- Jules Munshin -

A Brief Biography

Born February 22, 1915, Jules Munshin is the oldest son of Russian immigrants Gershon “Joseph” Munshin and Mollie Munshin. He was raised in the Bronx and
attended James Monroe High School. Growing up during the depression, Munshin took to the arts at an early age. He got his start in school productions and spent his summers working in the “Jewish Alps”, the Catskills, at Camp Tamiment.

At an early age Munshin also served in the military. (from 10/1/42 - 1/1/46) He was a member of the Army’s T/4 (sergeant), Signal Corps during World War II. During the war Jules performed for the troops in several military revue style shows, one of which led him back to NYC and on Broadway.

In November of 1943 Jules married his first wife, Anne Renee Anderson in Chicago.  Anne was a performer/dancer and was on stage with Carol Channing in the show Lend Me An Ear. While back in New York he carved a niche for himself as an accomplished song-and-dance artist, starring in Call Me Mister alongside Poconos friend Betty Garrett. It was during Call Me Mister that Munshin and Garrett were discovered by Louis B. Mayer and brought to Hollywood to appear under contract in M-G-M musicals.

Munshin’s film debut was as a wonderfully foppish waiter in the film Easter Parade alongside Judy Garland, Fred Astaire, Peter Lawford, and Ann Miller. He would then be re-teamed with his stage partner Garrett in Take Me Out to the Ball Game. It was with this film that M-G-M discovered Munshin had a wonderful chemistry with its stars Gene Kelly and Frank Sinatra.

Jules is most known for his role as “Ozzie, (Sailor #3)” in the Gene Kelly/Arthur Freed film On The Town. Called “Prehistoric Man” by his on screen love interest Ann Miller, Munshin proved to be a Hollywood success story. This was Munshin’s most recognizable role. Film fans loved their song “New York, New York.” Yet Munshin’s first love always seemed to be the stage. After On The Town, Munshin continued to appear in film but longed to return to the stage.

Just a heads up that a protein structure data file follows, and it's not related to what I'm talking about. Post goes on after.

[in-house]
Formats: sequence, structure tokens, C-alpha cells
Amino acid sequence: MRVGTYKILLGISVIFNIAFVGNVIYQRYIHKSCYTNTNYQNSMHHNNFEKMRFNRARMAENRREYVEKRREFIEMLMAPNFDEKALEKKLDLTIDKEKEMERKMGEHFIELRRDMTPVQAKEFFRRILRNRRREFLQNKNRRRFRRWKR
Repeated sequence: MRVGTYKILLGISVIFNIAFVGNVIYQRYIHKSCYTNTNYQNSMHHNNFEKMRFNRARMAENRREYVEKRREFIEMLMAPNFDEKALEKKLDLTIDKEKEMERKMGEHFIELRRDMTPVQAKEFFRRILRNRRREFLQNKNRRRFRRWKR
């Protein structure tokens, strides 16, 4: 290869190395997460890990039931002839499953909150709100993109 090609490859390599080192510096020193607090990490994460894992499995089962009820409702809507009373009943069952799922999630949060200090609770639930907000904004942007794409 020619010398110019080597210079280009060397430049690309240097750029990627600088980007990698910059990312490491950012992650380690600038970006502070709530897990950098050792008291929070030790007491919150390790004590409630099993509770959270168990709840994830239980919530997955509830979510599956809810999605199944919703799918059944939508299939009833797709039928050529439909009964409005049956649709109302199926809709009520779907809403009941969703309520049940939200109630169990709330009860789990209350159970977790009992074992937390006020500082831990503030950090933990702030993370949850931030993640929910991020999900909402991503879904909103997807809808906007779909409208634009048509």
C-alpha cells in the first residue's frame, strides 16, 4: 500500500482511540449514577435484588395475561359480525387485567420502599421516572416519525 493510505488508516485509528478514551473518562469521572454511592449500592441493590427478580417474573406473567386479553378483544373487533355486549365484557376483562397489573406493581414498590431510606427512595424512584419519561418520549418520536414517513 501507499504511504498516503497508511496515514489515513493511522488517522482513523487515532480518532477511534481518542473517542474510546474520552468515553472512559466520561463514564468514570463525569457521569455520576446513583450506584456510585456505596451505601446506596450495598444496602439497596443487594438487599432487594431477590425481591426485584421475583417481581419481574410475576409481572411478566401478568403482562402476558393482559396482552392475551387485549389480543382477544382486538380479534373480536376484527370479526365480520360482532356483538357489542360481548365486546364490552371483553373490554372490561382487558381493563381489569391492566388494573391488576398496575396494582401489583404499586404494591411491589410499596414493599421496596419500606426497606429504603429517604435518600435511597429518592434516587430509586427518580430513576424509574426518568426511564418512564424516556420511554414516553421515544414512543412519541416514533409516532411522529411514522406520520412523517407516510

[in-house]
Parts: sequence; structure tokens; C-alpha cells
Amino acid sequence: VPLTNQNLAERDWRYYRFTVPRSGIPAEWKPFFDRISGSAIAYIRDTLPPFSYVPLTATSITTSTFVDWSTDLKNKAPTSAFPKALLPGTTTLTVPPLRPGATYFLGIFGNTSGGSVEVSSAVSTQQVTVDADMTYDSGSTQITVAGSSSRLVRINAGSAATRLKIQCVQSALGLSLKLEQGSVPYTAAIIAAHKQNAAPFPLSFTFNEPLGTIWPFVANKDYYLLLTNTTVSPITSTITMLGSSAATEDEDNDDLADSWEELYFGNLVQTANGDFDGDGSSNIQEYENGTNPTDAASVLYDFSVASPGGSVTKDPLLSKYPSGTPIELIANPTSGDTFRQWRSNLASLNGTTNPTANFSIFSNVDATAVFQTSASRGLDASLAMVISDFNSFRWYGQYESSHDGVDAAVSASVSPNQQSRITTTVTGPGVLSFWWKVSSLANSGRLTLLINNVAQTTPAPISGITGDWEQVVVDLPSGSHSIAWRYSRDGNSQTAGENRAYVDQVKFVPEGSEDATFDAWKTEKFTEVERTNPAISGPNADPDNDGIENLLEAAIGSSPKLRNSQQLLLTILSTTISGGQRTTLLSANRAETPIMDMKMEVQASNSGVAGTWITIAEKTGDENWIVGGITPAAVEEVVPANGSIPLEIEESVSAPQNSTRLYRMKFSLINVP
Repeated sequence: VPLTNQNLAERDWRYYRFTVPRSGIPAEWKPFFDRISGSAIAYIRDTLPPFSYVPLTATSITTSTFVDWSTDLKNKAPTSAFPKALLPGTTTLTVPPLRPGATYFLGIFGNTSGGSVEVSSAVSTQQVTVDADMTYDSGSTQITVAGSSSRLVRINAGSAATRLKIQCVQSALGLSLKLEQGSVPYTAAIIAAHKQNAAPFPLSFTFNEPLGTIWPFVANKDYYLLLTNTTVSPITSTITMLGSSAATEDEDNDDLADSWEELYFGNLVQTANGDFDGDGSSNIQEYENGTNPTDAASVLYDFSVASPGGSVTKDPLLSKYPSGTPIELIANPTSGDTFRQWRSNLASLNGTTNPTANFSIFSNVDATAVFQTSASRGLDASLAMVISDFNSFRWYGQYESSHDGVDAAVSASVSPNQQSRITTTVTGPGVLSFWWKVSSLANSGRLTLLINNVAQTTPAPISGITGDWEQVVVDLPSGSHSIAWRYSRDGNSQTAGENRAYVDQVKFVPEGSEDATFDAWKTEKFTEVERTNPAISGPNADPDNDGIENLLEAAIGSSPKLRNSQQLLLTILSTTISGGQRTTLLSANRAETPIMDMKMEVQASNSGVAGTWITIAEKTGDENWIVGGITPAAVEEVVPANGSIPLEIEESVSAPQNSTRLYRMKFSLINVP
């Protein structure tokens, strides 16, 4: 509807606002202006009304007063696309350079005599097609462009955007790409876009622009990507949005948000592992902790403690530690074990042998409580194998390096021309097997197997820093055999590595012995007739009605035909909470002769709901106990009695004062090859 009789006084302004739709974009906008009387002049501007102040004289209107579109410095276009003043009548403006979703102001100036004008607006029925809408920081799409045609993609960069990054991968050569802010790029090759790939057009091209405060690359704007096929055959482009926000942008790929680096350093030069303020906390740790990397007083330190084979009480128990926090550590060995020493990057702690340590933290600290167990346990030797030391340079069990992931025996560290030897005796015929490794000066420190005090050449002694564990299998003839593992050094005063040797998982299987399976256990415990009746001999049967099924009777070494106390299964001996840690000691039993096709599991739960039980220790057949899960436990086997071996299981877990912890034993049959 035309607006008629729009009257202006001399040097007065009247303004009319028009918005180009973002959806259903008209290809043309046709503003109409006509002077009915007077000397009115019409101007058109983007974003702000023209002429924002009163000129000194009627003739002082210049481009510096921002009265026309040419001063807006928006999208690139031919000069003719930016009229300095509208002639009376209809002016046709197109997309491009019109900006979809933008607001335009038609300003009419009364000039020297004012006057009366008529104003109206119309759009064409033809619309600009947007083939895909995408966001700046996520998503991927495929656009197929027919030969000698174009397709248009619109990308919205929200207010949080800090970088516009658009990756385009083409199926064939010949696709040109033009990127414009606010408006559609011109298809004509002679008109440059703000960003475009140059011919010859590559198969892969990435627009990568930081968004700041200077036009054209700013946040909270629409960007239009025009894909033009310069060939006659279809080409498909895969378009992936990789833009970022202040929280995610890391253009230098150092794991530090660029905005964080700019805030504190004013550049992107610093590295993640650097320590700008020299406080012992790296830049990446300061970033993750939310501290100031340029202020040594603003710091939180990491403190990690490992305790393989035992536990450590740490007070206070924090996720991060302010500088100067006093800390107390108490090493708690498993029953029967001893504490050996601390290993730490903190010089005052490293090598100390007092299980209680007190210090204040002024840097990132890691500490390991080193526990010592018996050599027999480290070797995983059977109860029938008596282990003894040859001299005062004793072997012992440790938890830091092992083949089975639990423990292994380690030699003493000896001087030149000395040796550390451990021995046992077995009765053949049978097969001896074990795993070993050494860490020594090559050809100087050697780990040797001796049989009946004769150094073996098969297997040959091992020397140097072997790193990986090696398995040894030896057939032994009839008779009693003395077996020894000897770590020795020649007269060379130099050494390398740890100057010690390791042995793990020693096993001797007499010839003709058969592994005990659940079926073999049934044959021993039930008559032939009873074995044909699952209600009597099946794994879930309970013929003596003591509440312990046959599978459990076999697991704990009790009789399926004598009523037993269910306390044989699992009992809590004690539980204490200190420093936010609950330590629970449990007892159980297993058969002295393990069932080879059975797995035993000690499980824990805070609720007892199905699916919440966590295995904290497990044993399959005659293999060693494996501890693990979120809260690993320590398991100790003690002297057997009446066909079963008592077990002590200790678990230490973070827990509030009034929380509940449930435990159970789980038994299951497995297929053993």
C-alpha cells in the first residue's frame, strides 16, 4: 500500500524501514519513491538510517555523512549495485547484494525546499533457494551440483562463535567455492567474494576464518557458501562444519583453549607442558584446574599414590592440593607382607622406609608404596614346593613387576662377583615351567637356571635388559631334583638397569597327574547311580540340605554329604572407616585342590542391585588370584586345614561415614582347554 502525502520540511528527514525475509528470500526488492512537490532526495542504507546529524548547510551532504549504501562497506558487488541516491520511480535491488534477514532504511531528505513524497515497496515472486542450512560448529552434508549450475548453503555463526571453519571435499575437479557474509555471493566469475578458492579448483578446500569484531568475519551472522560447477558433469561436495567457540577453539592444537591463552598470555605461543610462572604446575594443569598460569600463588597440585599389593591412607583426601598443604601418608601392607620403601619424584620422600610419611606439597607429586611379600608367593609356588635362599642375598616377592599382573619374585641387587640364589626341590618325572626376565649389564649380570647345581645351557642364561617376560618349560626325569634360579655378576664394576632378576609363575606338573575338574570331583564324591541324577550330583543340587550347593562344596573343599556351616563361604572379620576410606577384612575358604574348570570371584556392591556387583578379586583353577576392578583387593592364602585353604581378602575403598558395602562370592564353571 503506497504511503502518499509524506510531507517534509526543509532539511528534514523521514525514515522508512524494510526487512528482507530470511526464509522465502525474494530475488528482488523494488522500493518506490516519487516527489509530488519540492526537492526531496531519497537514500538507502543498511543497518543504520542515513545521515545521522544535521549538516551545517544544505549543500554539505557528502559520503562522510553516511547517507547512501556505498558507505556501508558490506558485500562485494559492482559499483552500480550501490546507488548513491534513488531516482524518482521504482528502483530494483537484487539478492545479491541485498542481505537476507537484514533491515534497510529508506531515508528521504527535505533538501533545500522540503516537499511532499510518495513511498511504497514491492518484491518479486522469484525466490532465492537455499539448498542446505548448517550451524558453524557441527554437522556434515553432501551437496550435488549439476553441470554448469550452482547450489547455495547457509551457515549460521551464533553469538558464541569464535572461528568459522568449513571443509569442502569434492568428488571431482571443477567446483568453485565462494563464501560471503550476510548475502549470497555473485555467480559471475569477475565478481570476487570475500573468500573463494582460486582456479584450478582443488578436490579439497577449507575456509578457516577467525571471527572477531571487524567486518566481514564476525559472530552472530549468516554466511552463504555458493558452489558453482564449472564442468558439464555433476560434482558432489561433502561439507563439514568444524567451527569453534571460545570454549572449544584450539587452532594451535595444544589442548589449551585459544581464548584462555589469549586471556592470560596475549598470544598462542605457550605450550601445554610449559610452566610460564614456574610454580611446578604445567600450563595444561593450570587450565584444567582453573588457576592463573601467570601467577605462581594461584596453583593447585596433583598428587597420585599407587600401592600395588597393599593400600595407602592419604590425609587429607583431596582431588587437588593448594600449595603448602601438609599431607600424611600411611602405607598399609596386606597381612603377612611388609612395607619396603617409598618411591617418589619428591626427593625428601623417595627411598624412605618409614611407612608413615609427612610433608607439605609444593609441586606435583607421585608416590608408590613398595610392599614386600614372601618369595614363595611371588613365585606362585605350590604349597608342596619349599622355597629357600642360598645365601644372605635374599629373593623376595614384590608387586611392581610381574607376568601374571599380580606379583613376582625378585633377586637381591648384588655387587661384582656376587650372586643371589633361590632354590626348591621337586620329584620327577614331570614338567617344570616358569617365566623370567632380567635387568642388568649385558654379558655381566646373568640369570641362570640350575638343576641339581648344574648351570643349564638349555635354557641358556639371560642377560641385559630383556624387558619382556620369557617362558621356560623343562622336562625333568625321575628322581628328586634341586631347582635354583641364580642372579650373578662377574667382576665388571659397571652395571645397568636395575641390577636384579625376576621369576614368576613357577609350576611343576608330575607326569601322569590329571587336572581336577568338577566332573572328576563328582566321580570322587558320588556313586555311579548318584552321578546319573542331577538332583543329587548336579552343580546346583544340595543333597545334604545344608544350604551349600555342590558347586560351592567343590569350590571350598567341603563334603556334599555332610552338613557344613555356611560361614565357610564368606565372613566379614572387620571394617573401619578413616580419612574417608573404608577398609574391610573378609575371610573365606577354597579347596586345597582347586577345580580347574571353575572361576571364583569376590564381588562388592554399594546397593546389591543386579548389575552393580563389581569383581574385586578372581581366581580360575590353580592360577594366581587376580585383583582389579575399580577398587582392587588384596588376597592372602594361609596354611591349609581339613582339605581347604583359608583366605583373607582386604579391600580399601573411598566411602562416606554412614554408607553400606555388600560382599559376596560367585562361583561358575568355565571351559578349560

Munshin bounced back and forth from film, to TV, to Broadway and national touring companies, entertaining the masses however he could. In 1950 Jules returned to the stage in Bless You All. He was seen on various TV shows and stage projects and in the late 50s returned to film in Monte Carlo Baby (1953); and as Bibinski, a Russian Commissar in Silk Stockings (1957) with Audrey Hepburn and Fred Astaire. Also in 1957 he costarred with Dean Martin in Ten Thousand Bedrooms.

1957 was a big year for Jules. Not only did he appear in Silk Stockings and Ten Thousand Bedrooms, but he appeared on TV on The Ed Sullivan Show as well as The Kraft Theatre Presents: Sing A Song. In addition to TV, Munshin’s newest foray was into the realm of author with the release of his humor book, Dear Anybody, ...Or the Crafty Letter-Writer; a collection of funny short letters.

He later went on to achieve additional Broadway credits including The Gay Life and Barefoot in the Park. Jules also continued many higher profile TV appearances including; Shirley Temple’s Storybook, The Red Skelton Show, The Dick Powell Theatre, Car 54 Where Are You?, Dr. Kildare, and That Girl.

In 1962 Munshin married dancer Bonnie Lynn Pollman and had two children, David and Stephen. The family toured with Munshin while he journeyed on the road in several national tours. In the last years of his life he had a lengthy stint as Fagan in the National Tour of Oliver!

On February 19, 1970 Munshin tragically died at the age of 54 from a heart attack, three days before his 55th birthday. He’s buried at The Long Island National Cemetery in Farmingdale, NY.